Rats received LPS or saline via the tail vein 24 h prior to lung tissue isolation. Briefly, after pentobarbital sodium overdose, the lungs, while still connected to the heart, were removed, and a small metal cannula was inserted into the trachea and a 1:1 solution of 2 M sucrose/Tissue Tek OCT (Milles Scientific Laboratories, Naperville, IL) was slowly instilled to inflate the lungs. The lung lobes were flash frozen in liquid nitrogen and stored at −80°C. Smaller pieces of lung tissue were removed by a scalpel, embedded in OCT compound, and snap frozen in isopentane in a liquid nitrogen bath. Sectioning and mounting of the lung tissue were performed by the Institutional Pathology Core facility. Immunohistochemistry was performed on 5-μm slices previously fixed for 10 min in −20°C acetone/methanol (1:1), as previously described (22). The tissue sections were rinsed extensively in PBS and blocked in 5% normal goat serum for 1 h at room temperature in a humidified chamber. The sections were then incubated overnight at 4°C in a 1/200 dilution of affinity-purified rabbit anti-PAF acetylhydrolase antibody and a 1/700 dilution of mouse anti-rat ED1 or a 1/200 dilution of mouse anti-rat HIS48 (Serotec, Raleigh, NC). After washing extensively in PBS, the lung sections were incubated with a Cy3-conjugated goat anti-rabbit secondary antibody (1/800; Jackson Laboratories, Bar Harbor, ME) and a FITC-conjugated goat anti-mouse secondary antibody (1/200; Jackson Laboratories) for 2 h at room temperature. Both secondary antibodies were previously absorbed against rat serum proteins by the manufacturer. The sections were washed extensively in PBS before the immunofluorescence was visualized using an Olympus BX60 (Olympus America, Center Valley, PA) microscope equipped with Cy3 and FITC filter sets. Control sections included incubation without primary antibody and with preimmune serum at appropriate dilutions. No specific localization of PAF acetylhydrolase was detected on control tissue sections. After the tissue sections were surveyed, representative photographs were obtained using a SPOT digital camera (Diagnostic Instruments, Sterling Heights, MI). The numbers of positive cells were quantified by examining four independent images (captured with a 10× objective) per treatment group. For ease of cell counting, each image was divided into four equal quadrants, and the number of positive cells was determined by three laboratory personnel blinded to the treatment. Cell numbers are reported as the means ± SD. Independent t-tests were used to assess statistical difference between saline and LPS treatment groups. For the immunocytochemical staining of cytocentrifuged BAL cells, a sensitive immunoperoxidase method was employed and used according to the manufacturer's directions. (Vectastain ABC kit; Vector Laboratories, Burlingame, CA). Endogenous peroxidase activity of the BAL cells was quenched by treatment with 0.3% hydrogen peroxide in methanol for 30 min prior to incubation with the rabbit anti-PAF acetylhydrolase antibody.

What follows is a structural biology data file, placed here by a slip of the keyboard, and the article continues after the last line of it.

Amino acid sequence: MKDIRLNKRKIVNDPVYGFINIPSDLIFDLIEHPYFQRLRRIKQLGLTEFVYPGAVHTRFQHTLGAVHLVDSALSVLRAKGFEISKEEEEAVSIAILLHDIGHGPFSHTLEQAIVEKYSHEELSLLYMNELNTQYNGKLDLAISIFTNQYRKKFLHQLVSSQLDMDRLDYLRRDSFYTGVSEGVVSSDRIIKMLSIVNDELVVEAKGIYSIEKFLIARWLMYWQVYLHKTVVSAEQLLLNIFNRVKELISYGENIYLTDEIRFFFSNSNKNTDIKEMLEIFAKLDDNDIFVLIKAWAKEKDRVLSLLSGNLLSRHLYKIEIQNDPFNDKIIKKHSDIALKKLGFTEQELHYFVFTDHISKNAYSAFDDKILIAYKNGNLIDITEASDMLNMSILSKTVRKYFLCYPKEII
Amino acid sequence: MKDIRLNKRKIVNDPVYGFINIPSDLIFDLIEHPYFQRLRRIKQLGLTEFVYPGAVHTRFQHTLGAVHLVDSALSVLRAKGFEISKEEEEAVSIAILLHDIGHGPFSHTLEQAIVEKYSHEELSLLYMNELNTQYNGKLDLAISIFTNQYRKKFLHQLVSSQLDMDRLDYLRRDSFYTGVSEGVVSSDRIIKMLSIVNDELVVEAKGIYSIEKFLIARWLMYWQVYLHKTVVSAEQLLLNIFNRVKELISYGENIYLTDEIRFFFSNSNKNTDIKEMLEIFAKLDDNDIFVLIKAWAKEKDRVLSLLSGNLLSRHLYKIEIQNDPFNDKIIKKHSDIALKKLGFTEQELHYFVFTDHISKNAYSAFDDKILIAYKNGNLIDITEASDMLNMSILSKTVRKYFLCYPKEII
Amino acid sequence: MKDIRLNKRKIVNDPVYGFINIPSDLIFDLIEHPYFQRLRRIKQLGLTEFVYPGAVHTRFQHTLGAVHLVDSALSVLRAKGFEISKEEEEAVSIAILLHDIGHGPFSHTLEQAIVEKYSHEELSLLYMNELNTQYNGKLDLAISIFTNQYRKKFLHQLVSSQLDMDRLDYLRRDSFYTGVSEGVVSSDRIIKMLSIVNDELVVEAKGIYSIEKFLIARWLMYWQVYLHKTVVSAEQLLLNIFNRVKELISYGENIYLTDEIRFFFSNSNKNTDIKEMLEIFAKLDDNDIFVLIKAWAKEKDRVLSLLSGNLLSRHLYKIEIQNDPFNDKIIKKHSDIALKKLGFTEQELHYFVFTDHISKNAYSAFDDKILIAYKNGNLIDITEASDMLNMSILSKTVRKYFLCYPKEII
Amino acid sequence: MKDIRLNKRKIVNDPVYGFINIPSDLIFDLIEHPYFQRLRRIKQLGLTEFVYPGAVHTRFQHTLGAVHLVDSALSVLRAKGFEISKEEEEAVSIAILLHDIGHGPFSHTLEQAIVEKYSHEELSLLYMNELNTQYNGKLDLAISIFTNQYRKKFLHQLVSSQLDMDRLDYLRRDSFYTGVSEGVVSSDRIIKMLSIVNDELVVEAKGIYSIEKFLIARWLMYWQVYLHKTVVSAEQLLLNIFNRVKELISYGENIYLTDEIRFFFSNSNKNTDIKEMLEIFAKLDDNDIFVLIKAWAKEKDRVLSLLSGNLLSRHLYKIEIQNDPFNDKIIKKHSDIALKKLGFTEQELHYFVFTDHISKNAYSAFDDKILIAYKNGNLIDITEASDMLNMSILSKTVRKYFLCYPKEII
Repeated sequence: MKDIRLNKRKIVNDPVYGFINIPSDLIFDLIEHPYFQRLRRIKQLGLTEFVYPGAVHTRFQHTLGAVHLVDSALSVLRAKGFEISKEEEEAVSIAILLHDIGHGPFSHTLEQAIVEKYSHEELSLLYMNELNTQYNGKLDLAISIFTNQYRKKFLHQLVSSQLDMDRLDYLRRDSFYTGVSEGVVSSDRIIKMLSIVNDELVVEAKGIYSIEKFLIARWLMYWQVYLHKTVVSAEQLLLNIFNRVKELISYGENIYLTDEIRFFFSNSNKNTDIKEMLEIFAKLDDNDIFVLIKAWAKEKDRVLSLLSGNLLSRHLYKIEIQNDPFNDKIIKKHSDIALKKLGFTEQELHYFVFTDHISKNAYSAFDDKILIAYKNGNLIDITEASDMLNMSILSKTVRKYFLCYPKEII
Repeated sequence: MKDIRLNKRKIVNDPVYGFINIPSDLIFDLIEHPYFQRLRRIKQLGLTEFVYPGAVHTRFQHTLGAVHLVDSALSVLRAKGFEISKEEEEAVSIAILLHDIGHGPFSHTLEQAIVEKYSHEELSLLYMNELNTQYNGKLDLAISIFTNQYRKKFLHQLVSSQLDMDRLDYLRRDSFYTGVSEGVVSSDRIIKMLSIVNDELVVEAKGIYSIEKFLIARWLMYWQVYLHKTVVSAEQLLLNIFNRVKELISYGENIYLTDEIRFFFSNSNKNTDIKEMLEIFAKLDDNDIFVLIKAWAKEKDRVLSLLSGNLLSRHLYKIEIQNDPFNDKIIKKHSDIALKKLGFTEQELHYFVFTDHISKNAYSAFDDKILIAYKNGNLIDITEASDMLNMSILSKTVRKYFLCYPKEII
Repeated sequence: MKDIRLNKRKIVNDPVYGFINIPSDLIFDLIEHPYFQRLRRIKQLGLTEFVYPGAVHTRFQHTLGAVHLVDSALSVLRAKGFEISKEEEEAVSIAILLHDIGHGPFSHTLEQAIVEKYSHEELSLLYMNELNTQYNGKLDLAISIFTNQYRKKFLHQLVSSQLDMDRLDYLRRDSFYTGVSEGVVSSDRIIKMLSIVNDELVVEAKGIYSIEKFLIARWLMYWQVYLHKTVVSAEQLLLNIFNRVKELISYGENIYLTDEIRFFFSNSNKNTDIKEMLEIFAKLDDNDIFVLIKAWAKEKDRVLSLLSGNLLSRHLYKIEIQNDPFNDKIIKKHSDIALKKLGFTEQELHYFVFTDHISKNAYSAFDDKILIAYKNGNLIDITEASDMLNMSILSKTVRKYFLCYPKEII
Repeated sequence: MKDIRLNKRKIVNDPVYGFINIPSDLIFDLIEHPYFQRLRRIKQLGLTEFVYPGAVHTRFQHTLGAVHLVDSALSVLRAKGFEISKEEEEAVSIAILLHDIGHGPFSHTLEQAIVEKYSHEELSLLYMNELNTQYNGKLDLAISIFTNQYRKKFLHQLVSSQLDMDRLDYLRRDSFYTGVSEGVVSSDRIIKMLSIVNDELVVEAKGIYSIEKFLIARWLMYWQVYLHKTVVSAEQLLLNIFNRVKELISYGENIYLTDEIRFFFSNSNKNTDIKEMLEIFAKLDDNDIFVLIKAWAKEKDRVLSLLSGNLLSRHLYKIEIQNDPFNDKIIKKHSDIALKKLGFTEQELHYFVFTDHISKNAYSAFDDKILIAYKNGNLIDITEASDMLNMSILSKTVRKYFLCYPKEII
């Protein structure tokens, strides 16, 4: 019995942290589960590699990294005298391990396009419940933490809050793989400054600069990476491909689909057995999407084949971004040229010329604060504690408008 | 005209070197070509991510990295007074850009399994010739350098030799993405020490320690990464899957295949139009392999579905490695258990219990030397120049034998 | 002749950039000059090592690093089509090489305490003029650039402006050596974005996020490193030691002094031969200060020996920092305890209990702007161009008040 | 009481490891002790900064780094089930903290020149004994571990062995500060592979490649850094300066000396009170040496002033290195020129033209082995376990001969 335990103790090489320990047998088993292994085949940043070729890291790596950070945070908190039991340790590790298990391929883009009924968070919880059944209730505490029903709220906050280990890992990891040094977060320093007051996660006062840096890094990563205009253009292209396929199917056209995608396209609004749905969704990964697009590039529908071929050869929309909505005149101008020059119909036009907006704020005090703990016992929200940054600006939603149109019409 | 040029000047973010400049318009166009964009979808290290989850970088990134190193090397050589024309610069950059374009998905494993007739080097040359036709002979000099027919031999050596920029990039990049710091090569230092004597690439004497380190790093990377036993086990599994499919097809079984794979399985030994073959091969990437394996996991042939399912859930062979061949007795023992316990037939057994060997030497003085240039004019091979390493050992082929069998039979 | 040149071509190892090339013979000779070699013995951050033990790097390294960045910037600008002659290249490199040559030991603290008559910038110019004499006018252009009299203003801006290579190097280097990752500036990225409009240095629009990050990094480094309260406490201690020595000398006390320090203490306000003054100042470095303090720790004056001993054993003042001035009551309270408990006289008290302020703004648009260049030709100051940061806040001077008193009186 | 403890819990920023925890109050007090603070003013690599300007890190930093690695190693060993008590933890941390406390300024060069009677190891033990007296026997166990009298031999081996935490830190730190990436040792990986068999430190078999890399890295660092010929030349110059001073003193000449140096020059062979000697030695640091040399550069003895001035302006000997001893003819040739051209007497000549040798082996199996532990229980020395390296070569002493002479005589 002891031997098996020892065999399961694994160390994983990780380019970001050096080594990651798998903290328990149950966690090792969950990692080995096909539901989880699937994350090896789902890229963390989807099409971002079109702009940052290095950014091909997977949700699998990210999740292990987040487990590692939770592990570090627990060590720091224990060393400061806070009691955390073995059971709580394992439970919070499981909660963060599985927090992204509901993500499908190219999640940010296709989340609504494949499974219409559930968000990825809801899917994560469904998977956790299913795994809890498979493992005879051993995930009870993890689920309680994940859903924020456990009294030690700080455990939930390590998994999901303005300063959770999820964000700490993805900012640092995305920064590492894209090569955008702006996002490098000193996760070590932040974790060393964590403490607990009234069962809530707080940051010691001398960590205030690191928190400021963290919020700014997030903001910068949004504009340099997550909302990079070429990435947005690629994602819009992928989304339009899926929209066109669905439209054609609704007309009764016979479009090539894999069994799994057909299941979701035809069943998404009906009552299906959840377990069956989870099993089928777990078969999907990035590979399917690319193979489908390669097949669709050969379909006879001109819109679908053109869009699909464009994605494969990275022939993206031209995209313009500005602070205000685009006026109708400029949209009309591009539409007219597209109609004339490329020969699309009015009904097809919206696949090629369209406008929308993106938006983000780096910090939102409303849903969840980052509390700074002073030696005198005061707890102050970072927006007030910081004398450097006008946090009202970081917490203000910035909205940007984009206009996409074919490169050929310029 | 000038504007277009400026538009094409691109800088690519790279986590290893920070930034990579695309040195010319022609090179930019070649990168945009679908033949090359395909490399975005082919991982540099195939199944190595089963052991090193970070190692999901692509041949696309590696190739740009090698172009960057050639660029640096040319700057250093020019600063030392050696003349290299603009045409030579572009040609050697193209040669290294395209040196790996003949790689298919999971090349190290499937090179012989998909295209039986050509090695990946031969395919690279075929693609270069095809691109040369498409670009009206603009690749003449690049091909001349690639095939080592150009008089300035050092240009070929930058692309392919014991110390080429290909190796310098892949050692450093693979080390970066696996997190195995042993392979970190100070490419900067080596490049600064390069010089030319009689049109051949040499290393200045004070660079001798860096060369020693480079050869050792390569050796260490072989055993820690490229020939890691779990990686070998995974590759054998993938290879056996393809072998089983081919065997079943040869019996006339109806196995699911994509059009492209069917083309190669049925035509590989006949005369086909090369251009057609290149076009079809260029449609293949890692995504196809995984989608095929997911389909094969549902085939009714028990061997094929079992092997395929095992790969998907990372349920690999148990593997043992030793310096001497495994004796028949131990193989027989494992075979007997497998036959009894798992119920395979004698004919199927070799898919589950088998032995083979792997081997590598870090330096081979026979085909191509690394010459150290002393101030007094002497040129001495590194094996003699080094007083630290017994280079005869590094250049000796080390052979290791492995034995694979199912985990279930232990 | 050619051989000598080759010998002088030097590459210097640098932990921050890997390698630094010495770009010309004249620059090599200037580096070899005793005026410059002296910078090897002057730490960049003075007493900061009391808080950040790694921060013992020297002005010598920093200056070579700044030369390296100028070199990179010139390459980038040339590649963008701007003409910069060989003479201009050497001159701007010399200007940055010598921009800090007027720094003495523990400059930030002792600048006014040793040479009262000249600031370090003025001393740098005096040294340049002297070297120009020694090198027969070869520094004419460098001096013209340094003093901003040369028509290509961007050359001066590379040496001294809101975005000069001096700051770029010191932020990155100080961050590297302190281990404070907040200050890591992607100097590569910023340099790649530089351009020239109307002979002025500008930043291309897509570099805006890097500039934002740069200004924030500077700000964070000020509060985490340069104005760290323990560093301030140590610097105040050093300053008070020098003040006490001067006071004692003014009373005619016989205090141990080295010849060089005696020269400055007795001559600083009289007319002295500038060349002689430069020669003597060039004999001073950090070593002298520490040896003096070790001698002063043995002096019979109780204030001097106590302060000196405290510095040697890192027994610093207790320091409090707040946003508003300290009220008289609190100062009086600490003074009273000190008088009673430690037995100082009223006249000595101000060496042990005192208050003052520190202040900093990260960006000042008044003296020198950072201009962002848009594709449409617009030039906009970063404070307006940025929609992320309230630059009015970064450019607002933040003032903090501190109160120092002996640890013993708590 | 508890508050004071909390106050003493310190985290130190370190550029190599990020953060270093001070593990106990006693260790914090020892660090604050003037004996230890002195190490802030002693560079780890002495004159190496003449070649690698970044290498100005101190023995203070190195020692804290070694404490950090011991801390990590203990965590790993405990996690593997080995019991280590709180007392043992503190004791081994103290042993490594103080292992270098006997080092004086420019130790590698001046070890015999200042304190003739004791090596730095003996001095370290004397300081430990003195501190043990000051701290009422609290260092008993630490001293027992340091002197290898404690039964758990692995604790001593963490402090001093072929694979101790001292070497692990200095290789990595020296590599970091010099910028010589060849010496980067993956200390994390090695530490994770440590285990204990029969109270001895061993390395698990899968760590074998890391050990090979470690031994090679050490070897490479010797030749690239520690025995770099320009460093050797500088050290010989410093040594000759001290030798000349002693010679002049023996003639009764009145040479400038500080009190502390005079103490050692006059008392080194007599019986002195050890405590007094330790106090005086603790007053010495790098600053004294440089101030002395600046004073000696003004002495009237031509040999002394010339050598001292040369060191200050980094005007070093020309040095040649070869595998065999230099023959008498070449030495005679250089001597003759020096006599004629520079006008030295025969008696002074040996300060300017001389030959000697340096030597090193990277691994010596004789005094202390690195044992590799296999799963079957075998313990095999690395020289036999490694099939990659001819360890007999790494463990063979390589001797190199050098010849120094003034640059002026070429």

Previously, my laboratory demonstrated that the in vivo administration of LPS to rats resulted in substantial induction of PAF acetylhydrolase mRNA in numerous tissues with the largest increase detected in lung tissue (22). Basal levels of PAF acetylhydrolase mRNA were barely detectable in most normal tissues, but we detected significantly more basal expression of PAF acetylhydrolase in lung and spleen tissue (22). Nonetheless, pronounced endotoxin-mediated upregulation of the PAF acetylhydrolase mRNA was evident in all the tissues examined (22). Because of the crucial role PAF plays in lung pathophysiology, as well as the large induction in PAF acetylhydrolase mRNA observed in LPS-treated lung tissue, our goal was to specifically examine the expression and localization of PAF acetylhydrolase in LPS-exposed lung tissue. PAF acetylhydrolase mRNA levels were detected using a RPA of lung tissue RNA isolated from LPS-exposed animals. Rats were administered LPS (3 mg/kg, 0.1% BSA in PBS) via their tail vein and at 0, 1, 3, 6, 12, 24, and 48 h following administration the lung tissue was harvested. Total lung RNA was isolated and then analyzed for PAF acetylhydrolase mRNA levels. GAPDH levels were also detected and used as an internal control for RNA loading. Yeast tRNA was hybridized with both anti-sense RNA probes and served as a negative control. Three microliters of a 1/100 dilution of the undigested probes was run in parallel to illustrate the integrity and relative specific activity of the radiolabeled probes. The result of a representative time course experiment is depicted in Fig. 1A. A twofold increase in PAF acetylhydrolase mRNA was detected at 12 h, peaked at 24 h (four-fold), and by 48 h, was approaching previous baseline levels (Fig. 1B). In contrast to levels detected in most other tissues (22), basal levels of PAF acetylhydrolase mRNA were readily apparent in the lung tissue. Although two protected fragments were detected for PAF acetylhydrolase (Fig. 1A), this is likely a result of either an RNase A hypersensitive site or the result of a single nucleotide difference between the cloned cDNA and the rat PAF acetylhydrolase transcript and does not represent an alternatively spliced exon in this region of the rat PAF acetylhydrolase gene (K. M. Howard, unpublished observations). To investigate the sensitivity of the response to LPS, a dose-response experiment was performed. Rats received 0.01, 0.1, 1.0, or 3 mg/kg LPS, and lung tissue was harvested at 24 h. Control animals (not receiving LPS) received saline alone. Following RNA isolation, the PAF acetylhydrolase mRNA levels were detected by RPA (Fig. 2A) . A twofold increase in PAF acetylhydrolase mRNA levels was detected with the administration of as little as 0.01 mg/kg LPS. The PAF acetylhydrolase levels appeared to be fully induced with 1.0 mg/kg (3.5-fold), and the administration of a larger dose (3 mg/kg) did not result in any further increases.